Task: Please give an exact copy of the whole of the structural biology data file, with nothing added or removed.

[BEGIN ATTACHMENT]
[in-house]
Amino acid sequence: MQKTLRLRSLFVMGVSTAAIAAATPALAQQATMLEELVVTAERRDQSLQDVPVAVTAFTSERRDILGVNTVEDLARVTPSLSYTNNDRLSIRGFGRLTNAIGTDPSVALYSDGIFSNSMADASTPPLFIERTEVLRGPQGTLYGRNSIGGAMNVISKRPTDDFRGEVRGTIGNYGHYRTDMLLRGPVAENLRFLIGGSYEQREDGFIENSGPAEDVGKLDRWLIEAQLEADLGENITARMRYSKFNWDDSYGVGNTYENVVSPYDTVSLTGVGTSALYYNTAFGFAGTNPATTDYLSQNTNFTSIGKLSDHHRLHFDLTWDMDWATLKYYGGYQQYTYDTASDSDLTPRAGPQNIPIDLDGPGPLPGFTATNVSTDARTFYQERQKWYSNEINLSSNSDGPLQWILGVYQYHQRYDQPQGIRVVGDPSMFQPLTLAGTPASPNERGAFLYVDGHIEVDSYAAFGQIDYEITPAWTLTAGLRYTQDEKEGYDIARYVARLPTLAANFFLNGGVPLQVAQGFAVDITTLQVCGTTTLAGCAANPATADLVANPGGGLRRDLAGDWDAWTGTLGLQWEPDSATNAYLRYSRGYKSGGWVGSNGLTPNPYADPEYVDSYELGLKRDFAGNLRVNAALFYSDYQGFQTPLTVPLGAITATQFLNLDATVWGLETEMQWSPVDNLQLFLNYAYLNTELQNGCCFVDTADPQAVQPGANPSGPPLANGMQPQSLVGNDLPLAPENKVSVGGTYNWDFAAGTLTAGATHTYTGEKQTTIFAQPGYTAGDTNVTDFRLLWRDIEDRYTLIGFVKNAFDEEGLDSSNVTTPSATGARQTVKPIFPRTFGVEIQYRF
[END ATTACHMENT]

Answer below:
[in-house]
Amino acid sequence: MQKTLRLRSLFVMGVSTAAIAAATPALAQQATMLEELVVTAERRDQSLQDVPVAVTAFTSERRDILGVNTVEDLARVTPSLSYTNNDRLSIRGFGRLTNAIGTDPSVALYSDGIFSNSMADASTPPLFIERTEVLRGPQGTLYGRNSIGGAMNVISKRPTDDFRGEVRGTIGNYGHYRTDMLLRGPVAENLRFLIGGSYEQREDGFIENSGPAEDVGKLDRWLIEAQLEADLGENITARMRYSKFNWDDSYGVGNTYENVVSPYDTVSLTGVGTSALYYNTAFGFAGTNPATTDYLSQNTNFTSIGKLSDHHRLHFDLTWDMDWATLKYYGGYQQYTYDTASDSDLTPRAGPQNIPIDLDGPGPLPGFTATNVSTDARTFYQERQKWYSNEINLSSNSDGPLQWILGVYQYHQRYDQPQGIRVVGDPSMFQPLTLAGTPASPNERGAFLYVDGHIEVDSYAAFGQIDYEITPAWTLTAGLRYTQDEKEGYDIARYVARLPTLAANFFLNGGVPLQVAQGFAVDITTLQVCGTTTLAGCAANPATADLVANPGGGLRRDLAGDWDAWTGTLGLQWEPDSATNAYLRYSRGYKSGGWVGSNGLTPNPYADPEYVDSYELGLKRDFAGNLRVNAALFYSDYQGFQTPLTVPLGAITATQFLNLDATVWGLETEMQWSPVDNLQLFLNYAYLNTELQNGCCFVDTADPQAVQPGANPSGPPLANGMQPQSLVGNDLPLAPENKVSVGGTYNWDFAAGTLTAGATHTYTGEKQTTIFAQPGYTAGDTNVTDFRLLWRDIEDRYTLIGFVKNAFDEEGLDSSNVTTPSATGARQTVKPIFPRTFGVEIQYRF